By Mannix Porterfield
A southern West Virginia legislator says the Blue Ribbon Commission on Highways is “a colossal failure” and is calling on Gov. Earl Ray Tomblin to keep a 2-year-old promise to let turnpike tolls fade into history in the designated cutoff year of 2019.
Delegate Marty Gearheart says the commission’s call for raising the bonding power of the West Virginia Parkways Authority to issue some $1.1 billion in new bonds for road needs is in conflict with its claim that no tax increases are being recommended.
In a tentative recommendation, the commission wants to not only maintain tolls but incrementally raise them, tied to inflation, while allowing West Virginians using E-ZPass a five-year freeze before those costs go up.
“This proposal, while purported to raise money while not raising taxes, does exactly the opposite,” Gearheart, R-Mercer, told The Register-Herald.
“The citizens of southern West Virginia will not only pay an additional billion dollars in taxes/tolls but under this proposal, they will pay it with interest. The billion dollars raised will be spent at the will and pleasure of those determining highway needs with no expectations that any of it will be spent on the turnpike or even in southern West Virginia.”
But Jason Pizatella, the commission chairman and Gov. Earl Ray Tomblin’s deputy chief of staff, told the Parkways Authority in Thursday’s monthly meeting at Tamarack that the plan calls for 25 percent of the money generated by the bond issue to be spent in the four counties touching the Turnpike.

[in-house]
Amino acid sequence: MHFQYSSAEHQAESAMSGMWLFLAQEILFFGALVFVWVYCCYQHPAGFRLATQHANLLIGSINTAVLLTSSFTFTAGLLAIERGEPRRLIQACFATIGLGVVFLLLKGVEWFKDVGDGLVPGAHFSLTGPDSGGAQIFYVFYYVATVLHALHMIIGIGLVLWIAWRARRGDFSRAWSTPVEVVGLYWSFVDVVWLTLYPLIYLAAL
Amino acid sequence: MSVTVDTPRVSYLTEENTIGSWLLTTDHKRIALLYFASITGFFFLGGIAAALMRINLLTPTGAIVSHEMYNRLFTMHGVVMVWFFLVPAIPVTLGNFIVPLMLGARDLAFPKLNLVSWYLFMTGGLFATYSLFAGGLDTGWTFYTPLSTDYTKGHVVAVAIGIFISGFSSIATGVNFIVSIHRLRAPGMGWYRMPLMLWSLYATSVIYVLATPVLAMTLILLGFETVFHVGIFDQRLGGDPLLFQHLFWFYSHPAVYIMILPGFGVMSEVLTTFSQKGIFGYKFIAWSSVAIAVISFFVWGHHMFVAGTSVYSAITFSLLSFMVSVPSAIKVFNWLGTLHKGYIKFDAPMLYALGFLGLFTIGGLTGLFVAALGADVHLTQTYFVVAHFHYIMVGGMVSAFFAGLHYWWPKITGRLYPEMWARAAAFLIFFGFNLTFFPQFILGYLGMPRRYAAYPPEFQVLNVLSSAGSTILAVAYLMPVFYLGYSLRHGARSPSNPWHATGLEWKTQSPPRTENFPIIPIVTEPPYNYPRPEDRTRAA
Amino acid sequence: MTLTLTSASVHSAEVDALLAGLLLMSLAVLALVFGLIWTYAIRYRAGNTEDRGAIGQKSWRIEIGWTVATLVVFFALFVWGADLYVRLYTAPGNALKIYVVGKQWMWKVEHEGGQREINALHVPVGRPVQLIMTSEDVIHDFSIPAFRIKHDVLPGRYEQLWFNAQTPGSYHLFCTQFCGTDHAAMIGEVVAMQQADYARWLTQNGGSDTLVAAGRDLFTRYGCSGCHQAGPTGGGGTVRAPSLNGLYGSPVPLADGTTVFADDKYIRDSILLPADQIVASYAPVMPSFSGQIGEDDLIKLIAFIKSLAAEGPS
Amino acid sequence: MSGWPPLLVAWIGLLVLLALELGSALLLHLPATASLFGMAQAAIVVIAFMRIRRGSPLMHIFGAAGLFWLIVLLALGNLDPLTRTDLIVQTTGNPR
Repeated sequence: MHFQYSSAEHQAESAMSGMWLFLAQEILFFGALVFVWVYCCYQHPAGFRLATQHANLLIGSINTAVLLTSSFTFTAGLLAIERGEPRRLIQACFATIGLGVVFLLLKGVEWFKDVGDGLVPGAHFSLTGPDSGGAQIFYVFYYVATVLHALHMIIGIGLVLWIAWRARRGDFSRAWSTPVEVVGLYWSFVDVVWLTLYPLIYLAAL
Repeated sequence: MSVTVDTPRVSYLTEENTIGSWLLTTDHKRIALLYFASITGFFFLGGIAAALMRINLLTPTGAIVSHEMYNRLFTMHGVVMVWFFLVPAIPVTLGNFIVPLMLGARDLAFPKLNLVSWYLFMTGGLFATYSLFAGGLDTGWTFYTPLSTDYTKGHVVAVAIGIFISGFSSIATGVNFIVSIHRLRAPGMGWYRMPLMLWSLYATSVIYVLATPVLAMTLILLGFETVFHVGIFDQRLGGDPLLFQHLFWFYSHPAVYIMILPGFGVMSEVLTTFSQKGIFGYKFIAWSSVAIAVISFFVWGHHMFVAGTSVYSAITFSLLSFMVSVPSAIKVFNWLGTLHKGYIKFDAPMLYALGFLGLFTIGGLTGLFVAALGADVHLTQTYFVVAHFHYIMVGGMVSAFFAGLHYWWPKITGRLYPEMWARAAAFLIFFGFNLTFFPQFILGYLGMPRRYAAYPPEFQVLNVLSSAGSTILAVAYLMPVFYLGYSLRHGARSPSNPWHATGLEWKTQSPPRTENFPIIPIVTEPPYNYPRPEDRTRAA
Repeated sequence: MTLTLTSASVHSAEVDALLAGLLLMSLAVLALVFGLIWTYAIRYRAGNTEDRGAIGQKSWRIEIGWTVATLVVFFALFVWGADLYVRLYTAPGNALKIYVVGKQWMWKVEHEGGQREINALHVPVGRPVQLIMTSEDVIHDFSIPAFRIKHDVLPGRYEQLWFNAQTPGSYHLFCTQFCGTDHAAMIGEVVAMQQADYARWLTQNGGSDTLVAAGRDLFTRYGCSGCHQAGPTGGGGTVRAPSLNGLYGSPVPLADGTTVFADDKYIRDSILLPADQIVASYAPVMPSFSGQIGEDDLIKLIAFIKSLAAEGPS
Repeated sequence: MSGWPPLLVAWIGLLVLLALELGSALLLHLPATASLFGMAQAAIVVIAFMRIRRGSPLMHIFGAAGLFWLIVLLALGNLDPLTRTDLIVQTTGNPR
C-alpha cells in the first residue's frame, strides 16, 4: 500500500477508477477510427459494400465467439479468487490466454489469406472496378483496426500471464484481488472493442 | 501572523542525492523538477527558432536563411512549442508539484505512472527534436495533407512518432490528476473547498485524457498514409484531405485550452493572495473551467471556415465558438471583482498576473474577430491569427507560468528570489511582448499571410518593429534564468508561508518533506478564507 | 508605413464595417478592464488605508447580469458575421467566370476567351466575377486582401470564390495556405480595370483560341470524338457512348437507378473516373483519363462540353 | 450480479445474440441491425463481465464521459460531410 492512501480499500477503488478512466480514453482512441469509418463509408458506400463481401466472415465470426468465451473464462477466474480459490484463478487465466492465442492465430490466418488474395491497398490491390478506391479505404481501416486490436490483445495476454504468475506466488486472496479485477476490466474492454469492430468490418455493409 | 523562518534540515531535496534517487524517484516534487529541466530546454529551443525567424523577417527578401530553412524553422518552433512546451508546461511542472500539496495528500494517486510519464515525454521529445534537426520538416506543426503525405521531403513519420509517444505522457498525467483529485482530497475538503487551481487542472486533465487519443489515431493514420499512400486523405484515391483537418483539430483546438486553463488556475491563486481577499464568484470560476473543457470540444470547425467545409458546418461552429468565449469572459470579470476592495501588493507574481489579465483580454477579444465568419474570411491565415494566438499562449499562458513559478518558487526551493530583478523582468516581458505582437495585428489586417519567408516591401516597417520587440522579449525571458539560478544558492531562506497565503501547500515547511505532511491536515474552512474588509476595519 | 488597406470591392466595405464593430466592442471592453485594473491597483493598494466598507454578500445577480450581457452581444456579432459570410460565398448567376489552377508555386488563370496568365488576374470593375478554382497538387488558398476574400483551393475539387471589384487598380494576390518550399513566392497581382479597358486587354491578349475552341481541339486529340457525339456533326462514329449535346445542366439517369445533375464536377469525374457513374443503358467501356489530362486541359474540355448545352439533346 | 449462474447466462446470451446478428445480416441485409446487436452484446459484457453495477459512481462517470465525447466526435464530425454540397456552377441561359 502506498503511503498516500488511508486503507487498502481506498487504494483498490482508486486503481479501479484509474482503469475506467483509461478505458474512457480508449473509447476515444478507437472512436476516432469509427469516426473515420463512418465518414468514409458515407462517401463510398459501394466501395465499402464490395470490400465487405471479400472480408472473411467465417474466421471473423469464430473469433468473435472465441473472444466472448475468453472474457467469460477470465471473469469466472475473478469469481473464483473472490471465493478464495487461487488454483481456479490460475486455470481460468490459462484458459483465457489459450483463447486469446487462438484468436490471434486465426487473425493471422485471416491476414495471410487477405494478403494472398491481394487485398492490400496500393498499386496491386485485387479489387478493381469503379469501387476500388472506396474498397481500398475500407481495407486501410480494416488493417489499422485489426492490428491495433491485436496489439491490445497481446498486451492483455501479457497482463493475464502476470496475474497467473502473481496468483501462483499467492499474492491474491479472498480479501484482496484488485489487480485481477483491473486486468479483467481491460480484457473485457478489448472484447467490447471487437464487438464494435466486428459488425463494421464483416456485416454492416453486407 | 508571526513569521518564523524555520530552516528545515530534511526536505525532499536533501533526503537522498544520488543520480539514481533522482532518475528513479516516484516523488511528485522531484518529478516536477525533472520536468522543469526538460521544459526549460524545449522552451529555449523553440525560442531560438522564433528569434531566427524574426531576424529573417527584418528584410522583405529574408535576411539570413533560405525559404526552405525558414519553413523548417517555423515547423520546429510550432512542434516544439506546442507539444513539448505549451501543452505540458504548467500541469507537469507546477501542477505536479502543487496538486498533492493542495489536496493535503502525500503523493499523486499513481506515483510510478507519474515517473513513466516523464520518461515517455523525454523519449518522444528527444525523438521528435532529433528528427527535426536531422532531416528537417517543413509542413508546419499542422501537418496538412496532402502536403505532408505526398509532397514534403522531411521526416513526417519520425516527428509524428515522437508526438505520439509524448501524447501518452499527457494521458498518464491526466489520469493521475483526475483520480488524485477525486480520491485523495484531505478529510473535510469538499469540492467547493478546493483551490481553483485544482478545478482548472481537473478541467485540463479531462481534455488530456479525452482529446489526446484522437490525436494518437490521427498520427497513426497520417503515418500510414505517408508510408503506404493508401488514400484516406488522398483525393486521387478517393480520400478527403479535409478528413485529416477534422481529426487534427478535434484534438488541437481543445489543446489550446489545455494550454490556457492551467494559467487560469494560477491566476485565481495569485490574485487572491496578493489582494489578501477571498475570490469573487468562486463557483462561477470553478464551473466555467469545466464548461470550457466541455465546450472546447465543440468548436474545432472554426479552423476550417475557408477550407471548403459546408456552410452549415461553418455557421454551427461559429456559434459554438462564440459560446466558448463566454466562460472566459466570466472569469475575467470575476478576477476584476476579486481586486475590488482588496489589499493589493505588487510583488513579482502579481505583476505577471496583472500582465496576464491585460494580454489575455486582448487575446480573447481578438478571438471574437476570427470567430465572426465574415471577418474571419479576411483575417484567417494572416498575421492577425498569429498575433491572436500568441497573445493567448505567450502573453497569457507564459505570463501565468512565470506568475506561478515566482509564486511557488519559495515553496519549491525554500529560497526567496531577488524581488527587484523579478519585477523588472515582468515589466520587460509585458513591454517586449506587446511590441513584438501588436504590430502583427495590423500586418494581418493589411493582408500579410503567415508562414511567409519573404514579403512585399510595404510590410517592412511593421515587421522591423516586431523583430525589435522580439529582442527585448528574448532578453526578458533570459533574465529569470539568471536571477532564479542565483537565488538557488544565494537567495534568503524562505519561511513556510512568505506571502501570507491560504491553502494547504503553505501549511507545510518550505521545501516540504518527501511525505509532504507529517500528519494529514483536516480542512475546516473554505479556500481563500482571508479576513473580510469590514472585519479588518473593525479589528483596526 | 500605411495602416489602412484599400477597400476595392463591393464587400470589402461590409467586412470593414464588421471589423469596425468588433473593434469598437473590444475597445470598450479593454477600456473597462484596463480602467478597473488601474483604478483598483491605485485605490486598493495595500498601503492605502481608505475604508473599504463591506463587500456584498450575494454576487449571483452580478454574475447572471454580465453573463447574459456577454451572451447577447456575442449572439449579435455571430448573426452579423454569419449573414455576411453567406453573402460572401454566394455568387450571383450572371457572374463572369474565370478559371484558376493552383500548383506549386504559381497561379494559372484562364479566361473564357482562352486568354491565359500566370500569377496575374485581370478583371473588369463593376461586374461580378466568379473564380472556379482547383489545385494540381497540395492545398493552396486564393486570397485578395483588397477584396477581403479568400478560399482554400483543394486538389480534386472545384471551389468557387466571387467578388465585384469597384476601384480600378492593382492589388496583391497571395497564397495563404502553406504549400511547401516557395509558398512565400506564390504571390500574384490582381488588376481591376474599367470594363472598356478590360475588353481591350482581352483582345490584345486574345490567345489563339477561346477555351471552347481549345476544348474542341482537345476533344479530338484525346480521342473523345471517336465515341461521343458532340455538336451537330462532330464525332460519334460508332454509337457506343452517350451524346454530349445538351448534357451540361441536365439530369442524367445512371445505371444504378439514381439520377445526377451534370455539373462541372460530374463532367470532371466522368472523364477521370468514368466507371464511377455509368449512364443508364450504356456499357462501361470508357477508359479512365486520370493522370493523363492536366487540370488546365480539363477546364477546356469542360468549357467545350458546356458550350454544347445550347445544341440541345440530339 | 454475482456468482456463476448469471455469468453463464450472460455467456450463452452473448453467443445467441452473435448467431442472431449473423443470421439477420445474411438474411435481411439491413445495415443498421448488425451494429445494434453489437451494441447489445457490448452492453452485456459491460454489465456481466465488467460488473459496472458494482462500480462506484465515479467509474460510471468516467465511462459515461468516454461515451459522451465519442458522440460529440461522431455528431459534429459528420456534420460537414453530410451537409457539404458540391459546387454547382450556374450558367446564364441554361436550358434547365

That shakes out to some $250 million for Mercer, Fayette, Raleigh and Kanawha counties.
Moreover, Pizatella and Turnpike Manager Greg Barr pointed out that 76 percent of tolls collected on the 88-mile highway are paid by out-of-state residents.
Gearheart reminded Tomblin of a May 8, 2011, interview with the Bluefield Daily Telegraph, when he remarked, “As far as I’m concerned, when 2019 comes, if that is the magic date, the tolls should come off.”
Whatever the commission recommends in its final draft, which won’t come until its last meeting, set for Sept. 19, Tomblin would have to approve it before he seeks any action from the Legislature.
If tolls are to remain, the Legislature would have to give its consent, along with a possible raising of the bond limit in effect for the Parkways Authority.
Acknowledging the commission has one meeting left, Gearheart said, “It is not too early to deem it a colossal failure.”
“What was billed as a gathering of the best and brightest minds in our state to determine needs, efficiencies and innovative means of paying for any potential additional needs in our highway system has failed in its advertised mission and appears to be a thinly veiled mechanism to heap additional costs on the backs of West Virginians in the name of a contrived crisis,” the delegate said.
Gearheart questioned why Transportation Secretary Paul Mattox, who suggested ways of saving money and has touted $150 million in savings on various projects, hasn’t turned over any of that money to the general fund.
“One must ask why these savings haven’t been realized before,” he said.
“It is the task of the state agencies to operate efficiently. Why did it take the prompting of the Blue Ribbon Commission for the Division of Highways to spend the taxpayers’ dollars wisely? How long have we been wasting $150 million a year?”
Gearheart has been an outspoken opponent of turnpike tolls and vowed to continue his fight.
“Make no mistake — I will battle every day to avoid this disaster,” he said.
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